I want to seek advice for my aunt. She borrowed money from her co-worker last January 5, 2017, and payable after four months or on May 5, 2017. Unfortunately, she was unable to pay because of financial constraints. Her co-worker wanted to settle the matter, so she brought the matter to barangay (village) authorities. They reached an amicable settlement on May 20, 2017 to the effect that my aunt conceded to pay her in five equal monthly instalLments, the last installment to be made on October 20, 2017.
I can honestly say that my aunt tried her best to pay her debt but, unfortunately, she was still unable to do so. Now, she told me that her co-worker threatened to sue her in court for the full amount with damages. Is this really possible? I mean, can she really bring a case to court given that they have already reached an amicable settlement? Shouldn’t she just be allowed to enforce or execute their settlement before the barangay? My aunt is really worried because she does not want to have a case filed against her in court. Please advise us.
Republic Act (RA) 7610 or the Local Government Code of 1991 provides a channel for parties to settle their disputes without having to go to court. It is clearly provided under Section 408 of the Local Government Code (LGC) that the lupon (council) of each barangay (village) has authority to bring together parties actually residing in the same city or municipality for amicable settlement of all disputes, save those exceptions mentioned therein. An amicable settlement appropriately reached before the barangay has a binding effect and it may thereafter be enforced. As stated under the LGC:
“SECTION 416. The amicable settlement and arbitration award shall have the force and effect of a final judgment of a court upon the expiration of ten (10) days from the date thereof, unless repudiation of the settlement has been made or a petition to nullify the award has been filed before the proper city or municipal court.
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SECTION 417. The amicable settlement and arbitration award may be enforced by execution by the lupon within six (6) months from the date of settlement. After the lapse of such time, the settlement may be enforced by action in the appropriate city or municipal court.”
Accordingly, your aunt’s co-worker has the option of enforcing the subject settlement they reached before the barangay, but only within six (6) months from reaching such settlement or enforce it by filing an appropriate action before the proper court.
We wish to further emphasize that the remedies mentioned under Section 417 of the same code do not rule out the possible availment of another remedy mentioned under our civil laws, which is to regard the amicable settlement as rescinded and insist upon his original demand by court action. As stated under Article 2041 of the New Civil Code:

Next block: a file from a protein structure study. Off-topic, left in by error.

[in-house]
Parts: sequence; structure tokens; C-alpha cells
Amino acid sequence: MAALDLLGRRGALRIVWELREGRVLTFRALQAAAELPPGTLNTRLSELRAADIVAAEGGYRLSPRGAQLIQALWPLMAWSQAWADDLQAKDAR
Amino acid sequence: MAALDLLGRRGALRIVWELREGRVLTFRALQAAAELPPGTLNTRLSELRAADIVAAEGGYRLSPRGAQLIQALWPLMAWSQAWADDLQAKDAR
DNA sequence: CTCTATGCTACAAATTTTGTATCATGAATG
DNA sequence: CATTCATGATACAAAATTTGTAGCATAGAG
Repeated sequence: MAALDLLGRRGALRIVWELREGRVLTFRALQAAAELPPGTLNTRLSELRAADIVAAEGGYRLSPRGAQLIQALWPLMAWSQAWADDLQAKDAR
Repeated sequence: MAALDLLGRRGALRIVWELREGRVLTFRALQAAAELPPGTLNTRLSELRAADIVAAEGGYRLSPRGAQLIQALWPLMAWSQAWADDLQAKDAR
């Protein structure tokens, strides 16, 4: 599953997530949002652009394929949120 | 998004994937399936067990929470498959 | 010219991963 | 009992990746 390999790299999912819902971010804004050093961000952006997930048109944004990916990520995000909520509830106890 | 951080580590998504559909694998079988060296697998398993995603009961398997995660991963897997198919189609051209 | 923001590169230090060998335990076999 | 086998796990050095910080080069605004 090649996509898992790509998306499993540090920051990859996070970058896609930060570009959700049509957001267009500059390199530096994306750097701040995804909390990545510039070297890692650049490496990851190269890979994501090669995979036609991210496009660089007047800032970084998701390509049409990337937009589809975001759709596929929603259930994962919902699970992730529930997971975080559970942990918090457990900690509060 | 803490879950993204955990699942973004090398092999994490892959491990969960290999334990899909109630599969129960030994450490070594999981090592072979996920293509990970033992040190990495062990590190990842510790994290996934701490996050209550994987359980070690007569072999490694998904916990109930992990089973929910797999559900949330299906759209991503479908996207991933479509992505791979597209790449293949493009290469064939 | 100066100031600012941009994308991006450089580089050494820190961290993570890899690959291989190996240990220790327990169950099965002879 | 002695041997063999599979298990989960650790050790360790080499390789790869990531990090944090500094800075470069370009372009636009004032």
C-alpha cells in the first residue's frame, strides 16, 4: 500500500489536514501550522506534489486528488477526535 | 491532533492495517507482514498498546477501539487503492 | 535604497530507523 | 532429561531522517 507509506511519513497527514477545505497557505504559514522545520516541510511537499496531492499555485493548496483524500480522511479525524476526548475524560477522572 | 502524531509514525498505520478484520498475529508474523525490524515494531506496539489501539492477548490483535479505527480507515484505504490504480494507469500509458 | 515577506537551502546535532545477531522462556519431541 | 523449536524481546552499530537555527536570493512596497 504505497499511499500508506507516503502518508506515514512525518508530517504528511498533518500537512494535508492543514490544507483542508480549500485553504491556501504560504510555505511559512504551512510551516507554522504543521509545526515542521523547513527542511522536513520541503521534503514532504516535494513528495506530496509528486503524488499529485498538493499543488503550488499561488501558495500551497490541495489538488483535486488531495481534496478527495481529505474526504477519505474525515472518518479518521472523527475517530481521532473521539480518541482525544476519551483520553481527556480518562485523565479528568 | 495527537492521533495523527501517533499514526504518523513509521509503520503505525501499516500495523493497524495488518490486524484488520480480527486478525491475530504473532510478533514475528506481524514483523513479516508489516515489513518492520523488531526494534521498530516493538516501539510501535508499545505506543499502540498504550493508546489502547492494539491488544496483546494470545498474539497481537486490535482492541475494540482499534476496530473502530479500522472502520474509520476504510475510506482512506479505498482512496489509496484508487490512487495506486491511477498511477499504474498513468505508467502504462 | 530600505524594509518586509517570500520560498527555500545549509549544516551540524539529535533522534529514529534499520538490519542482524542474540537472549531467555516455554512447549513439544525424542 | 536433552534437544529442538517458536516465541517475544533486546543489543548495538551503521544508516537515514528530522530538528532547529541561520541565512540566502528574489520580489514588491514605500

“If one of the parties fails or refuses to abide by the compromise, the other party may either enforce the compromise or regard it as rescinded and insist upon his original demand.”
Our Supreme Court explained in the case of Miguel vs. Montanez (G.R. No. 191336; January 25, 2012; ponente, Associate Justice Bienvenido Reyes):
“Thus, under Section 417 of the Local Government Code,19 such amicable settlement or arbitration award may be enforced by execution by the Barangay Lupon within six (6) months from the date of settlement, or by filing an action to enforce such settlement in the appropriate city or municipal court, if beyond the six-month period.
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It must be emphasized, however, that enforcement by execution of the amicable settlement, either under the first or the second remedy, is only applicable if the contracting parties have not repudiated such settlement within ten (10) days from the date thereof in accordance with Section 416 of the Local Government Code. If the amicable settlement is repudiated by one party, either expressly or [implicitly], the other party has two options, namely, to enforce the compromise in accordance with the Local Government Code or Rules of Court as the case may be, or to consider it rescinded and insist upon his original demand. This is in accord with Article 2041 of the Civil Code, which qualifies the broad application of Article 2037, viz:
If one of the parties fails or refuses to abide by the compromise, the other party may either enforce the compromise or regard it as rescinded and insist upon his original demand.
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In the case at bar, the Revised Katarungang Pambarangay Law provides for a two-tiered mode of enforcement of an amicable settlement, to wit: (a) by execution by the Punong Barangay that is quasi-judicial and summary in nature on mere motion of the party entitled thereto; and (b) an action in regular form, which remedy is judicial. However, the mode of enforcement does not rule out the right of rescission under Art. 2041 of the Civil Code. The availability of the right of rescission is apparent from the wording of Sec. 417 itself which provides that the amicable settlement “may” be enforced by execution by the lupon within six (6) months from its date or by action in the appropriate city or municipal court, if beyond that period. The use of the word “may” clearly makes the procedure provided in the Revised Katarungang Pambarangay Law directory or merely optional in nature.
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We hope that we were able to answer your queries. Please be reminded that this advice is based solely on the facts you have narrated and our appreciation of the same. Our opinion may vary when other facts are changed or elaborated.
Editor’s note: Dear PAO is a daily column of the Public Attorney’s Office. Questions for Chief Acosta may be sent to email@example.com